It Takes Practice!

Obviously you have to practice lifting to help better visualize it but let’s get a little more specific than the obvious. In order to get good at visualizing your lifts in extreme detail you cannot have too much clutter in your mind or if you do you have to at least know how to deal with it. This will sound like a cliche, but you have to clear your mind. The best way to practice this is to practice meditation.

One thing I have learned about meditation is to fully relax your body one body part at a time while deep breathing in a calm and controlled manner. I find it best to start with the head and work your way down. Or, you can start with your feet and work your way up. Whatever makes the most sense to you. Once you feel like your body is fully relaxed then you may just sit/lie and breathe and while you are doing this now you can start to “clear” your mind. You are not necessarily not thinking but rather you just let your mind travel wherever it wants to go. The trick here is to now let a thought enter the forefront of your mind, acknowledge and observe that thought, and let it fade or pass by.

Then either that same thought will return or a new thought will enter next and you simply follow the same steps which are to let it in, acknowledge/observe it, and finally let it fade/pass. You are repeating this process with every thought over and over again, all while remaining relaxed and breathing. Now this is much more difficult than it seems because some thoughts may trigger an emotional response and throw you out of whack so if that happens you then return to focusing on just the breathing and nothing else as best as you can. What I do is I just say to myself in my mind “in and out” in unison with my breathing until I’m ready to continue.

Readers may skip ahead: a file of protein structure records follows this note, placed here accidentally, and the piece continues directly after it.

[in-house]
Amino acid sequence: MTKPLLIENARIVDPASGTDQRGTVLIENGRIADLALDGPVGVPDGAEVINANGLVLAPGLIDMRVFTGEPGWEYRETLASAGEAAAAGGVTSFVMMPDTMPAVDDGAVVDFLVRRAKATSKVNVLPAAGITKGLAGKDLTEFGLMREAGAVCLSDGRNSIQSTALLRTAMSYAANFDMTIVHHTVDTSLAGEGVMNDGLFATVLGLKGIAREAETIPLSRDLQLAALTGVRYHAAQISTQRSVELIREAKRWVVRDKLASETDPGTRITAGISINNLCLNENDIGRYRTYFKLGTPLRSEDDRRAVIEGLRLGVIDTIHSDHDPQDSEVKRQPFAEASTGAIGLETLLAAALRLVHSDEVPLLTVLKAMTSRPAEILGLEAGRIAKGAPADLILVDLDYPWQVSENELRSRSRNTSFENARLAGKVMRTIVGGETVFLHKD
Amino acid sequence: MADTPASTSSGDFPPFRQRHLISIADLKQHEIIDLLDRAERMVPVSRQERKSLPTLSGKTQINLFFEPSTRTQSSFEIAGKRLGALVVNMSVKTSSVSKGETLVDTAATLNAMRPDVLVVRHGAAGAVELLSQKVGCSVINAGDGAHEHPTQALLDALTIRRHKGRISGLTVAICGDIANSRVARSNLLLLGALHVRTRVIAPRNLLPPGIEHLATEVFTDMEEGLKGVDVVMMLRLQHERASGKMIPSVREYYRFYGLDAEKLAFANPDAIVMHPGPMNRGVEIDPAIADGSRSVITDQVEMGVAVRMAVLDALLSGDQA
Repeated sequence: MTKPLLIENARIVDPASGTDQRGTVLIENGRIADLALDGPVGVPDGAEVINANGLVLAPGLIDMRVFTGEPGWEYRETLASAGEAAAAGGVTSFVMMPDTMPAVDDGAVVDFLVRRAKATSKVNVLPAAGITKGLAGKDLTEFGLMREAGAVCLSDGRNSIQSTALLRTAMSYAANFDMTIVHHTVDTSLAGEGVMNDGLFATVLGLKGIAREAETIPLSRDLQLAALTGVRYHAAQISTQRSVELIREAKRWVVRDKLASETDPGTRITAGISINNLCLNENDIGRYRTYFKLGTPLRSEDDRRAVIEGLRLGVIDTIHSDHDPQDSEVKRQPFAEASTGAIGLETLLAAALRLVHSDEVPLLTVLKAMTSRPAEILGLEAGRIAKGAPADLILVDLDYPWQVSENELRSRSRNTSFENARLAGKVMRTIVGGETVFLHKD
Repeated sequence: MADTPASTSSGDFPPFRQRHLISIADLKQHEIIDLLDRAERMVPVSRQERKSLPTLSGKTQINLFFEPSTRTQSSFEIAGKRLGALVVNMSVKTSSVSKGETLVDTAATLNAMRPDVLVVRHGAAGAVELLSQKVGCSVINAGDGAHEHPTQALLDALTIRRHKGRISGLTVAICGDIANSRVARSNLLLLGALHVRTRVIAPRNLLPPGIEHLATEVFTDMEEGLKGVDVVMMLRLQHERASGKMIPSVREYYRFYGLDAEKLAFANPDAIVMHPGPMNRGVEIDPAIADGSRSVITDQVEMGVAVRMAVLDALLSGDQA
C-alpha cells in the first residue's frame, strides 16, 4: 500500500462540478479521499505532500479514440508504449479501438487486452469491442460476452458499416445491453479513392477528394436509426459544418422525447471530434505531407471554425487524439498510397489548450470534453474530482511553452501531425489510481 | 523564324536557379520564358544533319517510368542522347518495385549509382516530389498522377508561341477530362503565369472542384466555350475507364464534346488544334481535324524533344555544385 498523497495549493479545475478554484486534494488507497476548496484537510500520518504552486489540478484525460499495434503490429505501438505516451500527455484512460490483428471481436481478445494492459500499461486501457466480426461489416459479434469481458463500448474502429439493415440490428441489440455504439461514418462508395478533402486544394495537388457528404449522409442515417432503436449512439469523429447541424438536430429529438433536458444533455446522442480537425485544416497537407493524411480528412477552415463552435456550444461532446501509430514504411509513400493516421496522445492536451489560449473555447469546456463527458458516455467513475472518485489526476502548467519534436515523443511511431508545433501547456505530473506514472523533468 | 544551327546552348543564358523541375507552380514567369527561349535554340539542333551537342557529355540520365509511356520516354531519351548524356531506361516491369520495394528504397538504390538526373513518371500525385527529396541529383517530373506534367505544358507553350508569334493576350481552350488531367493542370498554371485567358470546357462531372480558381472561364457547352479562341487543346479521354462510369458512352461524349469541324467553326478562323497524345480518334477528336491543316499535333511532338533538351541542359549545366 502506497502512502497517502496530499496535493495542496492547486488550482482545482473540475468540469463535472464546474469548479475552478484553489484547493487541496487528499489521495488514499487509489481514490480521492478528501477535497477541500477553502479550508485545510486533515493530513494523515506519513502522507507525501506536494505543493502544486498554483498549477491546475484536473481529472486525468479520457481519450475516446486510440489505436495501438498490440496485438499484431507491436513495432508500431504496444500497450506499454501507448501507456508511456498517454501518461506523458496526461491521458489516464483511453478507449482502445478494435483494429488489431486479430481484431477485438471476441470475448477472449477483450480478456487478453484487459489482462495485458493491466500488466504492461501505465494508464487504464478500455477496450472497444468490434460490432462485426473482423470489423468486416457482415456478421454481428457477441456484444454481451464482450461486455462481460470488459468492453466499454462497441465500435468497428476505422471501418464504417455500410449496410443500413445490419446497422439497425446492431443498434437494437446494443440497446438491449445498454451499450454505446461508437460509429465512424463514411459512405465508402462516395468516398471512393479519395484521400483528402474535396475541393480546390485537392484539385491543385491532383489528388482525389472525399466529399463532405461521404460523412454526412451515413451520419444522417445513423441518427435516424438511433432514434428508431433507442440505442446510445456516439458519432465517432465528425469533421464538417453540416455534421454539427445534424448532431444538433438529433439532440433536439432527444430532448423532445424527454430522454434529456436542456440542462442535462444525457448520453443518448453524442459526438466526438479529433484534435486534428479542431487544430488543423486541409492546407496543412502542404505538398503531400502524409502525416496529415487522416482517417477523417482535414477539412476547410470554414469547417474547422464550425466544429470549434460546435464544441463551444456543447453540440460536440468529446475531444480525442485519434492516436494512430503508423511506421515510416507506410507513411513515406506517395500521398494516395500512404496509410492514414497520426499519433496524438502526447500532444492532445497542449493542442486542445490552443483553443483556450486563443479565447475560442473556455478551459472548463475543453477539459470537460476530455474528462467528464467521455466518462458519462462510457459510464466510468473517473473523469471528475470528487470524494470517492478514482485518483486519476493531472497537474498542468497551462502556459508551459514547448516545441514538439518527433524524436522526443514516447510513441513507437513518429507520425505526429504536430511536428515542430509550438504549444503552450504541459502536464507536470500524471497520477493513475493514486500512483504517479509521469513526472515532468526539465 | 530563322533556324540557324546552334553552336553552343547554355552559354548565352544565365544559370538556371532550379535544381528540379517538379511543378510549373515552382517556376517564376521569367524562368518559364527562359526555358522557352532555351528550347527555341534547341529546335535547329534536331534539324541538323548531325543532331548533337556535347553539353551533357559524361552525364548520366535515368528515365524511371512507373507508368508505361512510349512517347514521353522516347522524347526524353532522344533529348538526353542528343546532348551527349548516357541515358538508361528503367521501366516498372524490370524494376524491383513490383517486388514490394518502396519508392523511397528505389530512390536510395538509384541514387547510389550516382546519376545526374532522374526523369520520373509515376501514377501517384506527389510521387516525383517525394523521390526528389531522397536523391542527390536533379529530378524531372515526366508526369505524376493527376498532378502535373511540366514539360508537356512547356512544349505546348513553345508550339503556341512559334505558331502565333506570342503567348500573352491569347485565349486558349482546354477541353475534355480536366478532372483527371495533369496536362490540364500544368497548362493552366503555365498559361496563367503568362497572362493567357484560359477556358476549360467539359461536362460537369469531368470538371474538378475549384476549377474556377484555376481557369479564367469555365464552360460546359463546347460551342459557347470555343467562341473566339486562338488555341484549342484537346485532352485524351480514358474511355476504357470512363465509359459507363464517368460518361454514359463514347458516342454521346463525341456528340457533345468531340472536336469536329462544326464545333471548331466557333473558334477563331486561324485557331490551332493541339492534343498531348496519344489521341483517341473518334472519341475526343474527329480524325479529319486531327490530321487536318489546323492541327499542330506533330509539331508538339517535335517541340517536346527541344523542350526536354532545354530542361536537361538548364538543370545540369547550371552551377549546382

Now there is another component to this and that is focusing on one thing and that too requires practice. A simple drill that I picked up from someone smarter than me that I like to do is to grab a pen or a pencil and hold it firmly in my fist with the point situated upward. I then stare at the very tip of the pen/pencil and nothing else and repeat in my head “I’m not letting go of this pen/pencil” over and over and over and over again for approximately 5 minutes (you can set a timer). After 5 minutes of doing this for real you will probably have a little trouble letting go of that pen/pencil. Again, it is more difficult than it seems but that drill is good practice for focusing on one thing at a time and nothing else such as acknowledging/observing a single thought in your mind instead of a rush of a dozen or so.

All of this will help you become a better visualizer at lifting because you know how to focus on something in extremely focused detail. The only thing to understand is that this kind of stuff is a learned skill. Some people have dedicated their entire lives to become masters at this but I just wanted to introduce it to you and hope it will help you!

If you found this to be interesting and want to explore more non-physical aspects of training then sign up for Merritt Powerbuilding where we will not just train our bodies but our minds as well!

Keith Oelschlaeger, CSCS, MS is a personal trainer at Merritt Clubs Canton.